• recall:
• 1 function = 1 CFG
• 1 CFG = 1 or more BBs in a graph
• local analysis rewrites the IR instructions within a BB

## Flow Analysis

• in this code, can we ever run the else?
``````  fn uhoh() {
if true {
println_s("then!");
} else {
println_s("else!");
}
}
``````
• not necessarily… constant conditions do come up, e.g.
``````  const FEATURE_ENABLED = false;
// ...
if FEATURE_ENABLED { ... } else { ... }
``````
• can we detect this in the AST?
• maybe, but more complex conditions would require implementing constant folding on the AST, which seems like a duplication of effort (since we talked about doing it to the IR last time)
• this is a problem best solved with flow analysis
• statically analyzing what parts of the CFG are reachable (another reachability oh boy!)
1. mark all BBs “unvisited.”
2. do a depth-first traversal of the CFG, starting at the entry bb (bb0):
1. mark it as visited.
2. for each successor, if it hasn’t been visited, recursively traverse it.
3. at the end, any unvisited BBs left are unreachable.
• if this feels like reachability from GC… good, cause it basically is.
• this algorithm has an important property: it terminates
• that is, it can never get stuck in an infinite loop, no matter how complex the CFG is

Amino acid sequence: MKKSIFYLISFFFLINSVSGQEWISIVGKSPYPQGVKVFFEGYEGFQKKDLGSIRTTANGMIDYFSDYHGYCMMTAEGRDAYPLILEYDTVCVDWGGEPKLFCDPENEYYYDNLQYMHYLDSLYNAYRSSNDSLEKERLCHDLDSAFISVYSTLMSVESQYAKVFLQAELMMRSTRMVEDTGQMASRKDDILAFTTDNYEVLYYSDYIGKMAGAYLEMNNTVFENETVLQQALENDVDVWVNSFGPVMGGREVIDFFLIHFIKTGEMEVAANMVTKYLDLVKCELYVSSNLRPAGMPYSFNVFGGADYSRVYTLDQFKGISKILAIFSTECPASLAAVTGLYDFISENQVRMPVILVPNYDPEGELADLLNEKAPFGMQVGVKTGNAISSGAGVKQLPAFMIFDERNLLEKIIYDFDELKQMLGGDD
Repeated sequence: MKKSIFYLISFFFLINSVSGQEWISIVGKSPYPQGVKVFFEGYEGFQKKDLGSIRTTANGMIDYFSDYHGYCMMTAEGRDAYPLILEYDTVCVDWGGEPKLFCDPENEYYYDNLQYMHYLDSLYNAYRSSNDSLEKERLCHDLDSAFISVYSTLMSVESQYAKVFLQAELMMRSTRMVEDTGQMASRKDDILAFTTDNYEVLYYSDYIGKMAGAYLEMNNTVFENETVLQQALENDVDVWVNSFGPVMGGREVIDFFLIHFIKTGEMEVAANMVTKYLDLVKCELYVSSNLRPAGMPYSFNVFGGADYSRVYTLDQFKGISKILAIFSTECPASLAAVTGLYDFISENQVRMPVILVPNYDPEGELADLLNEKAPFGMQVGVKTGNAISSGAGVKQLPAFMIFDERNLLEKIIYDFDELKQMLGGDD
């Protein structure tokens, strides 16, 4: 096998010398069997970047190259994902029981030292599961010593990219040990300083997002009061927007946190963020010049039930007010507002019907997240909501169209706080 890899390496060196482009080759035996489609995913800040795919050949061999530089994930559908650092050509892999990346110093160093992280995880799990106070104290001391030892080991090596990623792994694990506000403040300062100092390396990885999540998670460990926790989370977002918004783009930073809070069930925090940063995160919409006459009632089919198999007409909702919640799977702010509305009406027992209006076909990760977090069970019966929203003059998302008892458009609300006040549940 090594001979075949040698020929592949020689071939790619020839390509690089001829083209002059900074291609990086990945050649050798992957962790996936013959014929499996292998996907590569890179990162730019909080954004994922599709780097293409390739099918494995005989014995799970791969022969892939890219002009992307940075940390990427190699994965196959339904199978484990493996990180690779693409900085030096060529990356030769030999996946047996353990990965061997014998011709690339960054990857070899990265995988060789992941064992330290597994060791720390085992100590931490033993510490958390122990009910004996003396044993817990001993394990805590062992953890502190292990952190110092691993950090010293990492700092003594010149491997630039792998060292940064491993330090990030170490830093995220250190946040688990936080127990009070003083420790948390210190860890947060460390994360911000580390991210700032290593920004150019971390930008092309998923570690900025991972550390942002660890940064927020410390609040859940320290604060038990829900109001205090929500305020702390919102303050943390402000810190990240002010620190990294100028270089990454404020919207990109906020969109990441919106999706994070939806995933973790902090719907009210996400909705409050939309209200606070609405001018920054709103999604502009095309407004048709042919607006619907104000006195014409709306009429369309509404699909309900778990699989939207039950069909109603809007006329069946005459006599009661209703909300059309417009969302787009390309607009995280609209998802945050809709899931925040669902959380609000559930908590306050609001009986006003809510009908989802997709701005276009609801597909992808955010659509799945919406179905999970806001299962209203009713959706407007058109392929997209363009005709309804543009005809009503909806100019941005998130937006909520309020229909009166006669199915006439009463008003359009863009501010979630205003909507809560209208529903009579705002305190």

• how do we know this? the intuitive proof is something like this:
• every node can only be in one of two sets (visited and unvisited).
• we only look at unvisited notes.
• a node can only move from unvisited to visited.
• therefore, the set of nodes we look at monotonically shrinks.
• so, the maximum number of steps (node-visits) in this algorithm is bounded above by the number of nodes in the CFG.
• okay. so does this solve the original problem?
• no, but it wouldn’t be hard to modify this algorithm so it does.
• on the step that says “for each successor,” we change that to “for each successor that we can prove will be run”
• for `if true {} else {}`, we know the else will never be run, so we only visit the “then” side.
• boom! solved. right?
• `if 2 + 2 == 4 {} else {}`
• this is logically the same, but the IR looks something like:
``````  \$t0 = 2 + 2
if \$t0 == 4 then goto ... else goto ...
``````
• we can do constant folding to get `\$t0 = 4`
• and then copy propagation to get `if 4 == 4`
• and that’s pretty obviously true.

## From local to global

• global optimization goes beyond single BBs and works on the CFG as a whole
• the local optimizations we talked about last time can assist global optimization
• what’s more, those local optimizations can be extended across BB boundaries
``````  fn foo1(a: bool): int {
let ret = 0;
if a { println_s("whee"); }
return ret;
}
``````
• looking at the CFG for this function, the `ret = 0` and `return ret` occur in different BBs
• but intuitively, `ret` is acting as a constant here
• we should be able to copy-propagate to get `return 0`
• and dead-code-eliminate to delete the `ret = 0` instruction
• can we always do this? well:
``````  fn foo2(a: bool): int {
let ret = 0;
if a { ret = 10; }
return ret;
}
``````
• uh oh. one path has `ret == 0`, and another has `ret == 10`.